How Snap and Scope3 Aim to Improve Carbon Measurement for Social Ad Formats

Buyers will be able to compare format efficiency across platforms

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Scope3 is partnering with Snap to expand its carbon emissions measurement into social ad formats, marking the company’s first deal with a social platform and offering more specific measurements beyond estimates.

Over the past six months, Scope3 has worked with Snap to develop ways of measuring the carbon emissions associated with the different types of ads available on Snapchat. Emissions data for those placements is available to agencies and advertisers that subscribe to Scope3’s emissions dashboard starting today (May 13).

“We now have a deep understanding about the emissions of our ad business and have the data required to work with brands to create media plans with carbon reduction in mind,” said Nana Wilberforce, head of sustainability at Snap. “Partnerships with organizations like Scope3, which have invested in building a comprehensive and granular map of carbon emissions across the ad ecosystem, are vital to establishing a sustainable future for digital advertising.”

Honing measurement

The climate impact of social media ads has previously been measured by estimating impact using carbon calculators, explained Scope3 co-founder Brian O’Kelley.

Scope3 lets media planners and strategists model carbon emissions associated with Snapchat ad impressions by ad format based on first- and third-party data including relevant electric grid makeup and the technology used to transmit video or augmented reality filters.

Format-specific data from Snap—which shows the difference in carbon cost between formats like AR filters or skippable video—lets Scope3 clients more accurately model using the emissions dashboard, planning media in a way that is conscious of energy use and carbon emissions.


“If we want to help brands make sustainable choices, they need to know: Is a video worth the carbon?” O’Kelley said. “It may be that the higher carbon footprint is totally worth it, but if we don’t know the difference between a video and a Story, how can you even have that conversation?”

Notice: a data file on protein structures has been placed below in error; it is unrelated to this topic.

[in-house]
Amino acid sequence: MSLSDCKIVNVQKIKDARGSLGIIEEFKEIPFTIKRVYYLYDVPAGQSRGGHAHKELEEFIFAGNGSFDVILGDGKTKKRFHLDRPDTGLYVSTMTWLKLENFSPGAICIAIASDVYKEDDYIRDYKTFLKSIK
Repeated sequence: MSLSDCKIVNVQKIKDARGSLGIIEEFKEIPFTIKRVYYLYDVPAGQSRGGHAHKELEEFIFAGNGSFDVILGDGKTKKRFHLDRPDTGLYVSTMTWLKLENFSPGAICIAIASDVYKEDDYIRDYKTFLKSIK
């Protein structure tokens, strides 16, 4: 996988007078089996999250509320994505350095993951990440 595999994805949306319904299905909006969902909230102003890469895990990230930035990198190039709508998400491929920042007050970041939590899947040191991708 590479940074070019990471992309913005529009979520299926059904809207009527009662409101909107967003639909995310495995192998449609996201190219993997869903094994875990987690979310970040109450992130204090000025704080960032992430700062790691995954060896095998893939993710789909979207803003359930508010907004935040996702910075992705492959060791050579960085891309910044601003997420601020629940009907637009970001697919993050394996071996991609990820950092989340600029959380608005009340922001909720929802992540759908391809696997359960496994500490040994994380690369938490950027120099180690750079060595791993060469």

Launched in 2022, Scope3 aims to decarbonize digital advertising and media, offering green media products, a prebid climate risk blocker and custom carbon algorithms. It works with more than 50 brand and agency partners and over 100 adtech partners. Integrating this data into its modeling also lets Scope3 generate more accurate estimates for other social and messaging platforms, like Instagram or TikTok.

LaPresse, SeenThis, TripleLift and Vox are also plugging ad format data into Scope3’s platform, letting media buyers see side-by-side comparisons between formats like Snap’s sponsored lenses, gamified ads on Vox or a mobile product gallery on LaPresse’s application, based on real data, rather than estimations.

A competitive buying landscape

Still, some expressed skepticism. One media buyer, speaking on condition of anonymity, argued that lower-carbon ad formats aren’t likely to tip the competitive scales in Snapchat’s direction for advertisers as long as Meta and TikTok continue to dominate in shoppable media.

“While younger generations prioritize environmental concerns, advertisers must balance these values with performance metrics in their social strategies,” they said. It’s unlikely that ecommerce or consumer-packaged-goods brands will abandon Snapchat’s competitors for a “short-term public-relations stunt in response to reactive news.”

Snap wouldn’t share names of advertisers that have committed to using the new social ad format-specific measurement solution, but O’Kelley said there are “a lot” of brands and agencies queued up to use it.

“Advertisers are empowered to make smarter choices when they know the carbon emissions associated with different ad formats,” John Osborn, U.S. director at climate-focused industry group Ad Net Zero, told ADWEEK. “By combining emissions insights with performance insights, advertisers can select ad formats that are the most effective across different company goals—both sales and sustainability.”

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